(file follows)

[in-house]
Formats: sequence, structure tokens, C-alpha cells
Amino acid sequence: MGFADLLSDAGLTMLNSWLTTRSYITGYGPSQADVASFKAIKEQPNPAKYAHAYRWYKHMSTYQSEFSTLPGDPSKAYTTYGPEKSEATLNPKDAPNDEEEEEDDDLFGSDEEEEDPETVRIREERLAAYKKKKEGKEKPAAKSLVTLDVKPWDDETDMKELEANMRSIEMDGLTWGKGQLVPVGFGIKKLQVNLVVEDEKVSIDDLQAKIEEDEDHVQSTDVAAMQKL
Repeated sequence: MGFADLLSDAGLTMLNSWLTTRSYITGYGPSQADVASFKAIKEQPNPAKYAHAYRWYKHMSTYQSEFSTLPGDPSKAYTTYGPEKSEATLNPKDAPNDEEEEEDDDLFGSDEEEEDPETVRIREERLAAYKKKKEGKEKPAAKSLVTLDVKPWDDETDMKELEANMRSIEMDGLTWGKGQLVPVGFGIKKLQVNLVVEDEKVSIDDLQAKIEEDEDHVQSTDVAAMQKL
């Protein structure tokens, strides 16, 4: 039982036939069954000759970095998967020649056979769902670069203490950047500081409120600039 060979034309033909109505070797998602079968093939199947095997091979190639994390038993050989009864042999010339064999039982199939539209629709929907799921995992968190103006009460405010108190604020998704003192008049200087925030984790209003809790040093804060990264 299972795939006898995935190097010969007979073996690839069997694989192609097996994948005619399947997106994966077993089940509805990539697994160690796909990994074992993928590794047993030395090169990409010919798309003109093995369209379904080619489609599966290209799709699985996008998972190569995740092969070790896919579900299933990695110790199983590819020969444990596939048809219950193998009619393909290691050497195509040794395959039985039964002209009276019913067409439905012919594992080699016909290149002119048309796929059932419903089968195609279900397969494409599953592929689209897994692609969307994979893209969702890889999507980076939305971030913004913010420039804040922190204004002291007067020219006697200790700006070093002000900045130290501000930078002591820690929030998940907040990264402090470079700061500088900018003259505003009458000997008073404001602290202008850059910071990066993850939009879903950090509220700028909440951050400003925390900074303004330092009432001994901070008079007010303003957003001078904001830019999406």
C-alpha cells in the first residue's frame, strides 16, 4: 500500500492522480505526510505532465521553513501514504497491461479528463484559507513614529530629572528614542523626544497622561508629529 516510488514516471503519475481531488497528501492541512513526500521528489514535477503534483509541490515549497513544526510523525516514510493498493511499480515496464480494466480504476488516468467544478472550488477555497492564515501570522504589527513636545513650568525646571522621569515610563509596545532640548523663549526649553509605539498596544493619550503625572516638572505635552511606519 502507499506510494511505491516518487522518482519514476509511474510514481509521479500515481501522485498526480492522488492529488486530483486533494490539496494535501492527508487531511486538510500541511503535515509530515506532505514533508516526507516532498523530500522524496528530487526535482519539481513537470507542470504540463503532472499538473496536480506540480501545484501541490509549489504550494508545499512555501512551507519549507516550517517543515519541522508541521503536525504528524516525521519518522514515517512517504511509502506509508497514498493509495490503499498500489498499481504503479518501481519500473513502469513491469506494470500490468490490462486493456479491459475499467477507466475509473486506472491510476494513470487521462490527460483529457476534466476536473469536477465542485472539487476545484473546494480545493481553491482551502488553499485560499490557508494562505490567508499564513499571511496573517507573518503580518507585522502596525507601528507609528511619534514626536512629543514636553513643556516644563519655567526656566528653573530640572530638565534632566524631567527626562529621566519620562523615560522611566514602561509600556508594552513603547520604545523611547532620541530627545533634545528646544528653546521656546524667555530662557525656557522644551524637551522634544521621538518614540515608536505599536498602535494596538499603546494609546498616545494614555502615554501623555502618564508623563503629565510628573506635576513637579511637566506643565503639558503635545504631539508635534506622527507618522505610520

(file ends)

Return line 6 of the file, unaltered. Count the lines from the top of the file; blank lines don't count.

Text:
C-alpha cells in the first residue's frame, strides 16, 4: 500500500492522480505526510505532465521553513501514504497491461479528463484559507513614529530629572528614542523626544497622561508629529 516510488514516471503519475481531488497528501492541512513526500521528489514535477503534483509541490515549497513544526510523525516514510493498493511499480515496464480494466480504476488516468467544478472550488477555497492564515501570522504589527513636545513650568525646571522621569515610563509596545532640548523663549526649553509605539498596544493619550503625572516638572505635552511606519 502507499506510494511505491516518487522518482519514476509511474510514481509521479500515481501522485498526480492522488492529488486530483486533494490539496494535501492527508487531511486538510500541511503535515509530515506532505514533508516526507516532498523530500522524496528530487526535482519539481513537470507542470504540463503532472499538473496536480506540480501545484501541490509549489504550494508545499512555501512551507519549507516550517517543515519541522508541521503536525504528524516525521519518522514515517512517504511509502506509508497514498493509495490503499498500489498499481504503479518501481519500473513502469513491469506494470500490468490490462486493456479491459475499467477507466475509473486506472491510476494513470487521462490527460483529457476534466476536473469536477465542485472539487476545484473546494480545493481553491482551502488553499485560499490557508494562505490567508499564513499571511496573517507573518503580518507585522502596525507601528507609528511619534514626536512629543514636553513643556516644563519655567526656566528653573530640572530638565534632566524631567527626562529621566519620562523615560522611566514602561509600556508594552513603547520604545523611547532620541530627545533634545528646544528653546521656546524667555530662557525656557522644551524637551522634544521621538518614540515608536505599536498602535494596538499603546494609546498616545494614555502615554501623555502618564508623563503629565510628573506635576513637579511637566506643565503639558503635545504631539508635534506622527507618522505610520